FARC Leader Admits Guerrillas Have Been Corrupted by Colombia Drug Trade

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The head of Colombia’s FARC guerrillas has admitted the rebels have lost leaders and fighters to the temptations of the drug trade, but continues to insist they regard drug trafficking groups as enemies.

Speaking in a video released by the rebels (see below), Rodrigo Londoño Echeverry, alias “Timochenko,” said the Revolutionary Armed Forces of Colombia (FARC) had “met” drug traffickers, but considered them ideological foes.

However, he acknowledged that drug trafficking had corrupted certain members of the insurgency.

“From an ideological point of view, our internal struggle in drug trafficking zones to ensure our guerrillas are not absorbed by the values that drug trafficking promotes is very intense. With some of our leaders, and some of our guerrillas, we have lost that struggle.”

In the video — which came in response to the recent agreement the FARC and the government reached on the drug trade — Timochenko also stressed that efforts to portray the guerrillas as a drug trafficking operation remained an obstacle to ongoing peace talks in Havana, Cuba.

“The fact they want to say we are the same as the drug traffickers hinders the signing of any agreement,” he said.

Negotiations in Havana will now turn to the next item on the agenda: how to deal with victims of the conflict.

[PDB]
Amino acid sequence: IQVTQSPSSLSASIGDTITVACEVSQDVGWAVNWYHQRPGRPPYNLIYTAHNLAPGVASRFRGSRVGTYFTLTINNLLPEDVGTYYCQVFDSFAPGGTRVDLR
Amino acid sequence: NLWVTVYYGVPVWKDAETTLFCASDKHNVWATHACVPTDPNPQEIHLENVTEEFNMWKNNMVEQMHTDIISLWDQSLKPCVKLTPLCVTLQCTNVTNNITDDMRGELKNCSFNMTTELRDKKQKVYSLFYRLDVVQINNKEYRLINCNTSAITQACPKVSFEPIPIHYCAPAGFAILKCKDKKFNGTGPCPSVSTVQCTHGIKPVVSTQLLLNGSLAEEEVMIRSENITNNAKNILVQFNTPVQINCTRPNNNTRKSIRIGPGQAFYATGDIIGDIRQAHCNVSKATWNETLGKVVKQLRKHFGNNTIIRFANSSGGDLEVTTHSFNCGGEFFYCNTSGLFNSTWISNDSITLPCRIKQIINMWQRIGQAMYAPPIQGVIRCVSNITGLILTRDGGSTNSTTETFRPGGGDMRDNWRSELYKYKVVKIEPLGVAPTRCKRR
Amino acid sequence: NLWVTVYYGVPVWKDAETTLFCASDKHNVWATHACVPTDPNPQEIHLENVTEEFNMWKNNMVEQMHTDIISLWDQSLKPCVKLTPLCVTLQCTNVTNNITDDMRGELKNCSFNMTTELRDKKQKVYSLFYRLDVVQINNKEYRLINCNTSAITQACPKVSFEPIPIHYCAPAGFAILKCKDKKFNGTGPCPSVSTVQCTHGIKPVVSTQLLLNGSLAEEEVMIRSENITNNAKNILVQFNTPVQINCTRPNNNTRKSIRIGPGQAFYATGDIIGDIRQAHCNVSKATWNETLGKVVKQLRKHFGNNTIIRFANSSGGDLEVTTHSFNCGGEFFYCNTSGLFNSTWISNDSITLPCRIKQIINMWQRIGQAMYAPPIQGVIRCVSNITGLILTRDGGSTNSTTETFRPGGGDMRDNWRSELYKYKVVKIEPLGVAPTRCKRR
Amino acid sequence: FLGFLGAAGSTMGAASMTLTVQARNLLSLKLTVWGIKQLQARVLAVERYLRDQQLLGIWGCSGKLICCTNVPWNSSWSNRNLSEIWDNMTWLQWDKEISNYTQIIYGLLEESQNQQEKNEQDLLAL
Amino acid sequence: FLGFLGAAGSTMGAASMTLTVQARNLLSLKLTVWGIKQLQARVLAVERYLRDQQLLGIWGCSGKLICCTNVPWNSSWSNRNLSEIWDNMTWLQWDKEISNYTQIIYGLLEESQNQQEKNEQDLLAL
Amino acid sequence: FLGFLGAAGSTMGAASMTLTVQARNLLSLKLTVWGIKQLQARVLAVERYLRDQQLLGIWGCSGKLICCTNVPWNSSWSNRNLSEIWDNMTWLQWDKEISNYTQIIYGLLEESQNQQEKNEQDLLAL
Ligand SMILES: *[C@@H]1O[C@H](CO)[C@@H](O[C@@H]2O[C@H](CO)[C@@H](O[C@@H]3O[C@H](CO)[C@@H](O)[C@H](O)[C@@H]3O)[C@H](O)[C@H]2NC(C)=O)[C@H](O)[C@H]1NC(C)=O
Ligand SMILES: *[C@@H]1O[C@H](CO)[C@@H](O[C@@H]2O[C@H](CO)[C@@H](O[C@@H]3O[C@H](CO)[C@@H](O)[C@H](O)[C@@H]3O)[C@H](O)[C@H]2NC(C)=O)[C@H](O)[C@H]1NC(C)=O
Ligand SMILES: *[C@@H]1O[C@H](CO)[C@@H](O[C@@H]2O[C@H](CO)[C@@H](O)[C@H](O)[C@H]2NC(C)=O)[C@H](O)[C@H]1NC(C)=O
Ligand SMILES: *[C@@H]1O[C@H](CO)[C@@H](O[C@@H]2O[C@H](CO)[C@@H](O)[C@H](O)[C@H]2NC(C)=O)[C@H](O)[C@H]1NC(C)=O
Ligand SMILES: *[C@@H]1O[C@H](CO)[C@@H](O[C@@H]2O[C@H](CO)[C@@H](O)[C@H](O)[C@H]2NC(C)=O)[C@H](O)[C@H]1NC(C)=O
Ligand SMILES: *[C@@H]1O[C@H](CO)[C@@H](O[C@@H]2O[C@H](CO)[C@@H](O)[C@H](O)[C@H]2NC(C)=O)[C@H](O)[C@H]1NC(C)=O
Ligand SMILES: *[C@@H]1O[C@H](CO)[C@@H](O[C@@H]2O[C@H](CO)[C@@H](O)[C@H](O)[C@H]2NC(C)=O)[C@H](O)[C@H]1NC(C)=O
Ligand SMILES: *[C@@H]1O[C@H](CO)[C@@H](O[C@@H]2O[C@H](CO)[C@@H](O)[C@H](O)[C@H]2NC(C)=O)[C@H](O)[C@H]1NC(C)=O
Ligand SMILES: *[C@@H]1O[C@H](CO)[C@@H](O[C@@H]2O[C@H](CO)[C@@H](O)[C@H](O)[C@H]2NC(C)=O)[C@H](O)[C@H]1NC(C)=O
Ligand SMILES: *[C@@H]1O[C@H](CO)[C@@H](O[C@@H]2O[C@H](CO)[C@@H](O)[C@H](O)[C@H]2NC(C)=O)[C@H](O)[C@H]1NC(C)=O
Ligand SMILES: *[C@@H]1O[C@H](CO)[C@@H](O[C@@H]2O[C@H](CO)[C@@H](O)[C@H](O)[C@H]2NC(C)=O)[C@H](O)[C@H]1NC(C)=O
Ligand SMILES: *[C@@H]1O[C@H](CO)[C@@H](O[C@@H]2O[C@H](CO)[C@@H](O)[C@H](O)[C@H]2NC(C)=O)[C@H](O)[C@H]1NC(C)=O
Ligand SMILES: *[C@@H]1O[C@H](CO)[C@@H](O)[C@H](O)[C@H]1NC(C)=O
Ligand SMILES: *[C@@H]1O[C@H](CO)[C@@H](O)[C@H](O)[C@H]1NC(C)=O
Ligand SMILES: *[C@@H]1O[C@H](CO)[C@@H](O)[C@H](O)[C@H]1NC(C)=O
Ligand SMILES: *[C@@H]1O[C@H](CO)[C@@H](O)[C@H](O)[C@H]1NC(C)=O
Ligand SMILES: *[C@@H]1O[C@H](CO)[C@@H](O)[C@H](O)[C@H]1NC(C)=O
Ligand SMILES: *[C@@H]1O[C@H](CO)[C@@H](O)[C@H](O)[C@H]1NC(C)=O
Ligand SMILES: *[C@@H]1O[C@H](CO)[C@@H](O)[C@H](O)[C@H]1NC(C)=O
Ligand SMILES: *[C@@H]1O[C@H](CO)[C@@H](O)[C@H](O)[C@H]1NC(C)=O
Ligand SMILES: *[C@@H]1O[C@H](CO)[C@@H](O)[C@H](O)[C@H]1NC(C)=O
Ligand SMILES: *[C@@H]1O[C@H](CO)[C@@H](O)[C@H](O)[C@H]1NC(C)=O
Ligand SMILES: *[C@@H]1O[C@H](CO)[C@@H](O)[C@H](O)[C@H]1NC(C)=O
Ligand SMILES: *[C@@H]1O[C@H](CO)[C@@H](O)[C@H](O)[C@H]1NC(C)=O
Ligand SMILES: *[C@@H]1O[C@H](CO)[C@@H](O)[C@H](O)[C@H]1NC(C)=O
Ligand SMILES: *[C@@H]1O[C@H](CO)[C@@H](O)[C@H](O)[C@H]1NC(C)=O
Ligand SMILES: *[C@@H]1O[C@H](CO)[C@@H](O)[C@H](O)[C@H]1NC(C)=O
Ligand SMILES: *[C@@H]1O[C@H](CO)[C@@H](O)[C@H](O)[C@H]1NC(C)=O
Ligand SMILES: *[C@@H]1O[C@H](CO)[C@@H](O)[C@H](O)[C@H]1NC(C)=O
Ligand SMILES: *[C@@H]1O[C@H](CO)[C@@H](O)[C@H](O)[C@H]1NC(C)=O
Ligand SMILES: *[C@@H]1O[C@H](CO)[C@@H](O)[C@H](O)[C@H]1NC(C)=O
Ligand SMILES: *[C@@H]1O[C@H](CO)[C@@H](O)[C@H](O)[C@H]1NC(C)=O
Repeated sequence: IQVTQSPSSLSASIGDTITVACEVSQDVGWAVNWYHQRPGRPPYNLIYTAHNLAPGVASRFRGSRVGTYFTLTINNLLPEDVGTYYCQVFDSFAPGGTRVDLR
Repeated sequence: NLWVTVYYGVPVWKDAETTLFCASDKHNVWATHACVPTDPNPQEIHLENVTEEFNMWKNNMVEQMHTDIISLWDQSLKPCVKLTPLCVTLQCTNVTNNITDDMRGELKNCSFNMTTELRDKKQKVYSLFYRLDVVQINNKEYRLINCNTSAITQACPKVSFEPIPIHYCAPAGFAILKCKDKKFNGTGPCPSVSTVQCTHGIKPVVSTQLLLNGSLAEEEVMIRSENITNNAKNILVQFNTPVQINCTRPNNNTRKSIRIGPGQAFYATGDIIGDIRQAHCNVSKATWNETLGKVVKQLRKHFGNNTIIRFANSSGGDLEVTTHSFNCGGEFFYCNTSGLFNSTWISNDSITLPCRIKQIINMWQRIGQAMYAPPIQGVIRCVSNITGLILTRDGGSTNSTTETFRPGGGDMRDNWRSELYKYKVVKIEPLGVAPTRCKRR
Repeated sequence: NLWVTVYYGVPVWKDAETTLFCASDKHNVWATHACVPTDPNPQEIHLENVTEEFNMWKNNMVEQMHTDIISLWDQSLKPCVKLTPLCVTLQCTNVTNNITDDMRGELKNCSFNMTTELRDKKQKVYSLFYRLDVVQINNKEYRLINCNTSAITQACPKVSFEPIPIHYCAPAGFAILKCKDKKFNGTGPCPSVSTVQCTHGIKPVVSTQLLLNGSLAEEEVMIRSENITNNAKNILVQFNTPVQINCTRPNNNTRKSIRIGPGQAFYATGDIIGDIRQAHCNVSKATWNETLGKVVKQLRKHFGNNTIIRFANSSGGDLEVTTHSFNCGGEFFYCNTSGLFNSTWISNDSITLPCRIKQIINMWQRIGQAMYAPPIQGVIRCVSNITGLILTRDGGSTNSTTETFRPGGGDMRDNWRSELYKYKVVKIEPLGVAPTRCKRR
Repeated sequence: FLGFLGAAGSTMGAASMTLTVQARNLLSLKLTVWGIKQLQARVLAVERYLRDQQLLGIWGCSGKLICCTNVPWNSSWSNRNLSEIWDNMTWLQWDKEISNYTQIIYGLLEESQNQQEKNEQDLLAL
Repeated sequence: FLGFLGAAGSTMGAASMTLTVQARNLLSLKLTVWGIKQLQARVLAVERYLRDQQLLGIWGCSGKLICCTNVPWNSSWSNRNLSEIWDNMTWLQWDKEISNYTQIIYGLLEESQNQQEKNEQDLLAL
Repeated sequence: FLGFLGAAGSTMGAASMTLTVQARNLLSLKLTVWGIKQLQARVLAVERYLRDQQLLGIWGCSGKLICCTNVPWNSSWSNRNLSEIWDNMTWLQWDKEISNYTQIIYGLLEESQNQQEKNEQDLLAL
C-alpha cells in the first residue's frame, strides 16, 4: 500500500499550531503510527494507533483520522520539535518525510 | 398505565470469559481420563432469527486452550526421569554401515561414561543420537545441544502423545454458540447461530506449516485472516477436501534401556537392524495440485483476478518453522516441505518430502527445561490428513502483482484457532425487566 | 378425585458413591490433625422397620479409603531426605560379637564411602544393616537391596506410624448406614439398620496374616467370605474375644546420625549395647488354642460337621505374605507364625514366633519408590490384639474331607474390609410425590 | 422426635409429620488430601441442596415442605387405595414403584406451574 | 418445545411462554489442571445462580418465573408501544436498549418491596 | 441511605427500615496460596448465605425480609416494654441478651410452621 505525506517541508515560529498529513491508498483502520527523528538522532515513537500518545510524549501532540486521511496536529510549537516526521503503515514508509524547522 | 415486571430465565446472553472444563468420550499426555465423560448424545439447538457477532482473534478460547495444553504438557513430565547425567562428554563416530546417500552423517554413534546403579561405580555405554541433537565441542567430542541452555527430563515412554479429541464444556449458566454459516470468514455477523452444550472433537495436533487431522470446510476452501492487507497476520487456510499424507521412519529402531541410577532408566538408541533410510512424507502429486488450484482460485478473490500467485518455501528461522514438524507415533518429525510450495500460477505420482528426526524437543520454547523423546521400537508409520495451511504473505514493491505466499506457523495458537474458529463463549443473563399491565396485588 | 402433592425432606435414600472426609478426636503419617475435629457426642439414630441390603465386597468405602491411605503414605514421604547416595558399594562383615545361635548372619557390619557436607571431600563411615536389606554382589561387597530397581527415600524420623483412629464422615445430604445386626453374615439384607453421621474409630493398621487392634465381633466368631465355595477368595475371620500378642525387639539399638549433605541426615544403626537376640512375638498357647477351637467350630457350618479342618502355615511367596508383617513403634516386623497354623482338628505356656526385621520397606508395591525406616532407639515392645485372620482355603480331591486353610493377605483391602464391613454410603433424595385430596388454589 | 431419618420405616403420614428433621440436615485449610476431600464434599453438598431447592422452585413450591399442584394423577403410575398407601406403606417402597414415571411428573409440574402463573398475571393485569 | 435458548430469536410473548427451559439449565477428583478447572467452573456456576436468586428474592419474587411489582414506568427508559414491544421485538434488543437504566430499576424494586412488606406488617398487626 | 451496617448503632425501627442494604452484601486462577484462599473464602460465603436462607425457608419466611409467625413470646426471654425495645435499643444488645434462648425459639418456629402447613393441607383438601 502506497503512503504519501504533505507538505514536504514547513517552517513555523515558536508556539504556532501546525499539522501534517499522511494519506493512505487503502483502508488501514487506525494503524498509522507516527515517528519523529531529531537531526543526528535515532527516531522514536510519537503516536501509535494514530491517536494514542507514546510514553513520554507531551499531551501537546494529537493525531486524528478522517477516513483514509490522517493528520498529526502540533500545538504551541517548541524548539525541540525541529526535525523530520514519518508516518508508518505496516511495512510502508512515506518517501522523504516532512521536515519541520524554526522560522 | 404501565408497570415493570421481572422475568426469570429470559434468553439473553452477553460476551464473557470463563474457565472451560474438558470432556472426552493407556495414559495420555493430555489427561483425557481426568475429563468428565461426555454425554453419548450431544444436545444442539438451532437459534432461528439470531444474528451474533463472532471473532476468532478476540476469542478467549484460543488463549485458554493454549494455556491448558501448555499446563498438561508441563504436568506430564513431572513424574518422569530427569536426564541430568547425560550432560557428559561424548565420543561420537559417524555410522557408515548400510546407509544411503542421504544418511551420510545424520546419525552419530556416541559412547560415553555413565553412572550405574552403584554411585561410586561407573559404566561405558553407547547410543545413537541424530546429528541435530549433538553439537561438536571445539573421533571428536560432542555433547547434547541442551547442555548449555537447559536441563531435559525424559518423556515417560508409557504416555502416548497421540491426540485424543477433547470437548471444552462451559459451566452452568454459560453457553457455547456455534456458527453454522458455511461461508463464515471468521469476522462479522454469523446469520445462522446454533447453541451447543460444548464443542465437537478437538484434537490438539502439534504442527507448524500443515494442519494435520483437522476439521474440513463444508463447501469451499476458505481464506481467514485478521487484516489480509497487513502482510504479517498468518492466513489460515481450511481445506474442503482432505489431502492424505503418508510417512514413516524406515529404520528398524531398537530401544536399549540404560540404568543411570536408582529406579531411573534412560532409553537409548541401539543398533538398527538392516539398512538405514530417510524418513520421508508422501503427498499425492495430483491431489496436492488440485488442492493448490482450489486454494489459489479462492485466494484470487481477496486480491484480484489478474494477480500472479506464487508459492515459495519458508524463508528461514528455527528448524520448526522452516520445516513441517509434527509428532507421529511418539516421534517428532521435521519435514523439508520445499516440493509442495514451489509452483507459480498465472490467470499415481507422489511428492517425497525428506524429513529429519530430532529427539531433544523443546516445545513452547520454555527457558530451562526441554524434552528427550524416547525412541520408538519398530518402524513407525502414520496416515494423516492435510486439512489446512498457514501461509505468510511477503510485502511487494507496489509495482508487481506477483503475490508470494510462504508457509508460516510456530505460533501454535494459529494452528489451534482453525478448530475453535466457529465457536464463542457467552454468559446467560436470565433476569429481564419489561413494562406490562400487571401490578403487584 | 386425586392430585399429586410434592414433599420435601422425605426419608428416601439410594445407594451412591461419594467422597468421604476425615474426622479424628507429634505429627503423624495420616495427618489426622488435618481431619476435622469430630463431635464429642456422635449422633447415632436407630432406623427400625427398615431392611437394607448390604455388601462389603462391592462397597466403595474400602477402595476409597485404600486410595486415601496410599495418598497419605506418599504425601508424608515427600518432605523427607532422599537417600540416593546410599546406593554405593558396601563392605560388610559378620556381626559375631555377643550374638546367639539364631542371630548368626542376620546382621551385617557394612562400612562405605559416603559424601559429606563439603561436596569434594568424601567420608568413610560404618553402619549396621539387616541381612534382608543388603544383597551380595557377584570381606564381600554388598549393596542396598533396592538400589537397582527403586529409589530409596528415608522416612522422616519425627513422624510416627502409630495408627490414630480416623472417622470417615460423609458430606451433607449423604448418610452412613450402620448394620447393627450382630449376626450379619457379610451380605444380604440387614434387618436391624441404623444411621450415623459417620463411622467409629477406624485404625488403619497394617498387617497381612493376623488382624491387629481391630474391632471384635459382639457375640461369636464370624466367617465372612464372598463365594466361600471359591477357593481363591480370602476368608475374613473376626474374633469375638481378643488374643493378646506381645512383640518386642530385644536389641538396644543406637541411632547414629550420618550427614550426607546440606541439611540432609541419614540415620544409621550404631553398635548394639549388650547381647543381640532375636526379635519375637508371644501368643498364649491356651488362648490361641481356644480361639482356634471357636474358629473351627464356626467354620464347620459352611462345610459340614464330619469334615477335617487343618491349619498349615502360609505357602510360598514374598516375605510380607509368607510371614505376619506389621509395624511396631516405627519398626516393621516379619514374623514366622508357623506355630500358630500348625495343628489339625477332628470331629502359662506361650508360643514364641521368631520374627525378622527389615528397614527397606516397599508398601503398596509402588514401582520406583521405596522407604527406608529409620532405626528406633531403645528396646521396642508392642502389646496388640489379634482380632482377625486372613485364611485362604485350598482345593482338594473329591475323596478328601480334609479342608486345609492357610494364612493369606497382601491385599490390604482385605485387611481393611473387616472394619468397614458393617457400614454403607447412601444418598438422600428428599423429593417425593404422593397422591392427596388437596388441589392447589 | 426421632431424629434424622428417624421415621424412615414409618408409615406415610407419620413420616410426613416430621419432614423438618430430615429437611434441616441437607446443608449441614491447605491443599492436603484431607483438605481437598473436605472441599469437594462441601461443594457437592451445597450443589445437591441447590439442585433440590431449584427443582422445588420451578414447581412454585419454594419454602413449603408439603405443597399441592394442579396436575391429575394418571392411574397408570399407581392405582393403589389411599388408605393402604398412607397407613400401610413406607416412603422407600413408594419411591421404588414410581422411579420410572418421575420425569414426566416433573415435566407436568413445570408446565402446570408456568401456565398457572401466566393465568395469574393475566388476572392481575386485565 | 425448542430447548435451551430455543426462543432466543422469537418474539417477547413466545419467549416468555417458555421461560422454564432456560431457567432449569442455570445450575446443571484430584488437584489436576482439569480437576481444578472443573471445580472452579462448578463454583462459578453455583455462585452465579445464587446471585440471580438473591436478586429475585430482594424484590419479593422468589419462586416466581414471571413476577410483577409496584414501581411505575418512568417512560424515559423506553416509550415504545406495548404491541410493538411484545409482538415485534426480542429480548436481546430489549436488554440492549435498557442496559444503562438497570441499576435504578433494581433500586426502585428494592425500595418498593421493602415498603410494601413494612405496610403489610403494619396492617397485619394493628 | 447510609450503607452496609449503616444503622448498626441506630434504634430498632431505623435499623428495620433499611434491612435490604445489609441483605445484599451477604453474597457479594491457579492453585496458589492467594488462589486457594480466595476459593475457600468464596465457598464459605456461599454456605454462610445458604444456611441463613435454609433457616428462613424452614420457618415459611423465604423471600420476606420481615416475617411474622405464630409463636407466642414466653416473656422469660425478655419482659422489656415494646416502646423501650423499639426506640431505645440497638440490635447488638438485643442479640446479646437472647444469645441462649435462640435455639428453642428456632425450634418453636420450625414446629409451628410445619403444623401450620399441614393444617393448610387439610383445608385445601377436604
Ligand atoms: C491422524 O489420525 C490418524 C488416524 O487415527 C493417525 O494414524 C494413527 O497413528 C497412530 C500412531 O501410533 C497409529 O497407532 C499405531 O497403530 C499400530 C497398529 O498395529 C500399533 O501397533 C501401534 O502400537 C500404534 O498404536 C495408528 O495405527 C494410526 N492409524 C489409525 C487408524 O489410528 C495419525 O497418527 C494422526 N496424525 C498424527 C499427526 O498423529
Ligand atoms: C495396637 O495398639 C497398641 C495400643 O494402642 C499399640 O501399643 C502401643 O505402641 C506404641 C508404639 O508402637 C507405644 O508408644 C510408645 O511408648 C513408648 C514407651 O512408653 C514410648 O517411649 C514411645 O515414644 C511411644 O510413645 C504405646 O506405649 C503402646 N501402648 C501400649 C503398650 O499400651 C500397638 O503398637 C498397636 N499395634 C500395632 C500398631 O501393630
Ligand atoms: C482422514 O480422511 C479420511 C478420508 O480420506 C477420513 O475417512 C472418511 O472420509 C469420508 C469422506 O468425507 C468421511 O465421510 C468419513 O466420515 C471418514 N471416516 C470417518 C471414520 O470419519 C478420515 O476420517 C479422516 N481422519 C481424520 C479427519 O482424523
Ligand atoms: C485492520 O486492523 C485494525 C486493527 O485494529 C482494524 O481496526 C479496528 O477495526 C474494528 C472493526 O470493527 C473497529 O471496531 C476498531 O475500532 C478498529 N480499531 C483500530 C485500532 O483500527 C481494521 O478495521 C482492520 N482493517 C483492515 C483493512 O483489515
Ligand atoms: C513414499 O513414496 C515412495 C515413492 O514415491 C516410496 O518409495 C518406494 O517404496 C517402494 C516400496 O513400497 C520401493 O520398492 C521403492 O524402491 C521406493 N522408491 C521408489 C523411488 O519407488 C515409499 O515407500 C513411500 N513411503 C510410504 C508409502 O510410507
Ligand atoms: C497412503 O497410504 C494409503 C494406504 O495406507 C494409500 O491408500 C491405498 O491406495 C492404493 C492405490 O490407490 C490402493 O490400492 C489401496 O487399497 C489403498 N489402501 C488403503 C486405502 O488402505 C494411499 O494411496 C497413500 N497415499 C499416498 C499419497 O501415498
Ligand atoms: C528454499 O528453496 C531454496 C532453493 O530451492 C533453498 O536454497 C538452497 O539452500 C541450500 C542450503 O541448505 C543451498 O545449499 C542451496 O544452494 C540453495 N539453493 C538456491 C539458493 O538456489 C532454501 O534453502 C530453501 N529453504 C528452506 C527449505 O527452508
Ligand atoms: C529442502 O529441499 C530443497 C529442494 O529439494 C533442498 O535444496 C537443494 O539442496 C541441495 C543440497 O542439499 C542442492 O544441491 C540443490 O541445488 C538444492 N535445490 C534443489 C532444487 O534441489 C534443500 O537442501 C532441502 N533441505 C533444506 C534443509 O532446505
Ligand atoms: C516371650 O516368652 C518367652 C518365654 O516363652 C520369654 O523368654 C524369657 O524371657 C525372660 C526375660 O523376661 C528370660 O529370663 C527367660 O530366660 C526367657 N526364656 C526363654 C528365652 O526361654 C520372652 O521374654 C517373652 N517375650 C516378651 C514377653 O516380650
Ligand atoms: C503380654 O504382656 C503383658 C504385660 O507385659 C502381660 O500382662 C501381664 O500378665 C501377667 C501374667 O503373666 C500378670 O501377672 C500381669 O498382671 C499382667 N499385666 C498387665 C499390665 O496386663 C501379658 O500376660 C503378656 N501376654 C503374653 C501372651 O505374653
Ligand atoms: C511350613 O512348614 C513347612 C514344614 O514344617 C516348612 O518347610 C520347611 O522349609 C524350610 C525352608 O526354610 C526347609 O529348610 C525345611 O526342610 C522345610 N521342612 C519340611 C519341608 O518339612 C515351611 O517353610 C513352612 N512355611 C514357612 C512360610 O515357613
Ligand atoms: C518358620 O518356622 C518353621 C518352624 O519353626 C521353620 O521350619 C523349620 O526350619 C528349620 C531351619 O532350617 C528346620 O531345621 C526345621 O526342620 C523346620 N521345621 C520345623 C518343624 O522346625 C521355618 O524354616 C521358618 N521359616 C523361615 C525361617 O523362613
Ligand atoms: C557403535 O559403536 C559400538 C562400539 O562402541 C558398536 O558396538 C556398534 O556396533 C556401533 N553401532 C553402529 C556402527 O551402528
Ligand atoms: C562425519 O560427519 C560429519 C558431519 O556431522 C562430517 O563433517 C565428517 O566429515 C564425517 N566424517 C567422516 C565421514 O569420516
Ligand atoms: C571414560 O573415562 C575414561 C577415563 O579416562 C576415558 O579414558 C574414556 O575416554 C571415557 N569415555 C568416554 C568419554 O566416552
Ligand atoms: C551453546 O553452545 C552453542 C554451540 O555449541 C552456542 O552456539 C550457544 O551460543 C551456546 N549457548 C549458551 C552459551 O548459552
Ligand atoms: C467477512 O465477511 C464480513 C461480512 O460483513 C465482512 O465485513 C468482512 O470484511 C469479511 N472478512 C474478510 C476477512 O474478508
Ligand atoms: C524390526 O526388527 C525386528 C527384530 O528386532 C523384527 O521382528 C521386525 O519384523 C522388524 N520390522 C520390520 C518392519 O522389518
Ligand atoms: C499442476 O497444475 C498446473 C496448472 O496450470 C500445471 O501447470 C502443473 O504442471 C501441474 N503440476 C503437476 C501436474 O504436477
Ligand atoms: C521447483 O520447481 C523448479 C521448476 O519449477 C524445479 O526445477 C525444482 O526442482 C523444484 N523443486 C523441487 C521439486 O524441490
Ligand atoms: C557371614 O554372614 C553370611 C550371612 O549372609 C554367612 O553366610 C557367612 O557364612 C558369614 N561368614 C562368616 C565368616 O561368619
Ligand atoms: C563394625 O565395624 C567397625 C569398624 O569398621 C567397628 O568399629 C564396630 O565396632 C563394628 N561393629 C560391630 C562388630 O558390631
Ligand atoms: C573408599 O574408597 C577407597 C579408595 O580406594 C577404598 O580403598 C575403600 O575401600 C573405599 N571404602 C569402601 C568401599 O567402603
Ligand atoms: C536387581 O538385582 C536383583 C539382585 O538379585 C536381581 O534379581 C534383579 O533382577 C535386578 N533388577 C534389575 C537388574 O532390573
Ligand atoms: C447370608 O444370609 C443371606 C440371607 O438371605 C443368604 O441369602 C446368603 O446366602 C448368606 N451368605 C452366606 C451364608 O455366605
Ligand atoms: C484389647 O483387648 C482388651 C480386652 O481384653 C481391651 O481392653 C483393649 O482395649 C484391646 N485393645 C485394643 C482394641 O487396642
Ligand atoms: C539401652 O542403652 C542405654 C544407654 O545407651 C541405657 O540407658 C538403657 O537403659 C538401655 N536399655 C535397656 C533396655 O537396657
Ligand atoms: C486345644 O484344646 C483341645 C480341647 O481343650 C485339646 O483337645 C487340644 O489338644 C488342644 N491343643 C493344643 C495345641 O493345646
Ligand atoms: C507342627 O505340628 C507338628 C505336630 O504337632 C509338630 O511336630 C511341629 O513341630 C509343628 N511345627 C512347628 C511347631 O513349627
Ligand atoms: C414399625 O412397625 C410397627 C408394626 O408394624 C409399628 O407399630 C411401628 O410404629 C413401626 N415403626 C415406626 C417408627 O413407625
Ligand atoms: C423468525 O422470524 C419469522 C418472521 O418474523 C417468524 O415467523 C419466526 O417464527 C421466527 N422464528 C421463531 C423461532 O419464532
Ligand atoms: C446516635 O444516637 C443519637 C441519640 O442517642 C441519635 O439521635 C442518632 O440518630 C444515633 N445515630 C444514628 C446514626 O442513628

InSight Crime Analysis

Timochenko’s comments reflect genuine concern among the FARC leadership about the corrupting influence of the drug trade, which funds the rebel’s armed struggle but has also led to the criminalization of many of their units.

The FARC leadership has long claimed the group’s only role in drug trafficking is taxing coca production. However, there is a raft of evidence to suggest many units are also involved in processing cocaine, while some also move product.

Timochenko’s admission that some guerrillas have been seduced by the world of drug trafficking could represent a small step towards acknowledging this more involved role of the FARC in the trade. His comments also indicate awareness of the danger that guerrilla factions already deeply involved in drug trafficking could criminalize in a post-conflict scenario.

SEE ALSO: 50 Years of the FARC: War, Drugs and Revolution

However, his insistence that traffickers remain enemies of the FARC runs contrary to evidence of close collaboration between the two sides in many parts of the country, and his statements remain some way from being a confession of the true scope of the group’s drug trade involvement.

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